And, Piter is kind of crazy for them. They ignore him, they yell at him, my host cousin screams and runs away from him. And then he acts out by destroying things. And then he's get attention alright…by getting beat. 

The other day my host family was talking about pobrecito Piter and this situation, how he is essentially a dog that isn't wanted by his owner and is often beat, and Piter and I have created a bond.

And then my host cousin asked if I could take him back to the USA. 

I could take him back to the US. It would cost a pretty penny, but with the right paperwork it is possible. But whether or not I am personally able to do that is the question. Where would Piter live? Where I am moving back to doesn't allow dogs. Am I willing to spend up to $1500 on getting a dog home that I don't even necessarily have a home for? And if I were to take Piter, I would want him to become 100% my dog while I'm still in Peru, living with me with my host family so that I can work with him on his behavior and make sure he is "US ready." My host dad has already made it clear he hates all animals that aren't on his dinner plate. 

It's a tough situation I have gotten myself into. I can't just go saving Peruvian dogs because I hate seeing what's happening. Yes, I have access to this one dog, but there are millions of dogs getting treated this way if not much worse. So I decide to "save" this dog and then my host uncle gets bored and sees another cute puppy somewhere and thinks this time it will be different?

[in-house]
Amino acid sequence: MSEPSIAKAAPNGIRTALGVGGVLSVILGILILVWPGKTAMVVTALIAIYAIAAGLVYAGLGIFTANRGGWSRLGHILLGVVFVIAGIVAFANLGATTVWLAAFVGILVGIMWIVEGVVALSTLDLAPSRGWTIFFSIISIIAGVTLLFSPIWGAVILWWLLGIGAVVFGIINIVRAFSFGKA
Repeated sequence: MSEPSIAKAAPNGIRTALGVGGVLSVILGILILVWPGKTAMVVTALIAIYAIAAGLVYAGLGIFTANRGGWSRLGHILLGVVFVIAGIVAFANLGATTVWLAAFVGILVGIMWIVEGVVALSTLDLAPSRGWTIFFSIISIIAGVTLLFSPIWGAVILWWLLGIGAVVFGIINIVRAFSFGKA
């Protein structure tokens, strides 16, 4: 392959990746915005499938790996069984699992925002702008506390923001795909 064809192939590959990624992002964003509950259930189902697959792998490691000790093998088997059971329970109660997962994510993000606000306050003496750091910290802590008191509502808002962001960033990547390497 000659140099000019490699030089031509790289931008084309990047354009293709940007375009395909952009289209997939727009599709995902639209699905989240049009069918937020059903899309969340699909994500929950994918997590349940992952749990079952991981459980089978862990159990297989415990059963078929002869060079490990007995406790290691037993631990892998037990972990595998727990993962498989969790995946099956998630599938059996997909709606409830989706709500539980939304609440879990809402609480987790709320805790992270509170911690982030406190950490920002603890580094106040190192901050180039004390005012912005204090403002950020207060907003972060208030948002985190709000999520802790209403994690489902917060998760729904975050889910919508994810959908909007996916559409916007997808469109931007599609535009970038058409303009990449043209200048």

And, if I'm completely honest, since my host cousin asked me if I could take Piter to the US I haven't visited him. I am too attached. This situation is getting complicated, and I don't know if I am capable of seeing Piter as just a dog I walk. 

Piter is a good dog in a bad situation. Piter represents everything in Peru I wish I could just swoop up and love and take care of and save. I don't know where to draw the line. 

Photo by Sue Song. It was so hot outside Piter laid down and refused to walk any further, so I carried him. 

Sunday, February 3, 2013

This is the year

Well holy moly, cow-heart-on-a-stick, it is February and I have no posts for 2013!

This has largely been because I haven't had a working computer up until about a couple weeks ago, and then just this week I got internet back in my room again. I have so much I want to tell you all. Like about my incredibly awesome, never-gonna-top-this New Years vacation in Ecuador with some fellow volunteers and my boyfriend. Or how my projects turned out, and the projects I'm already working on for the next school year. Let's not forget that I have enough material to write two "Sh*t My Host Dad Says" posts saved up (I think some of the best yet).

But above all of those things, this is what I want to tell you right now:

This is the year I come home!

It's here! I left the USA in 2011, and here we are two years later. I can't believe it! Friends and family, I will see you this year!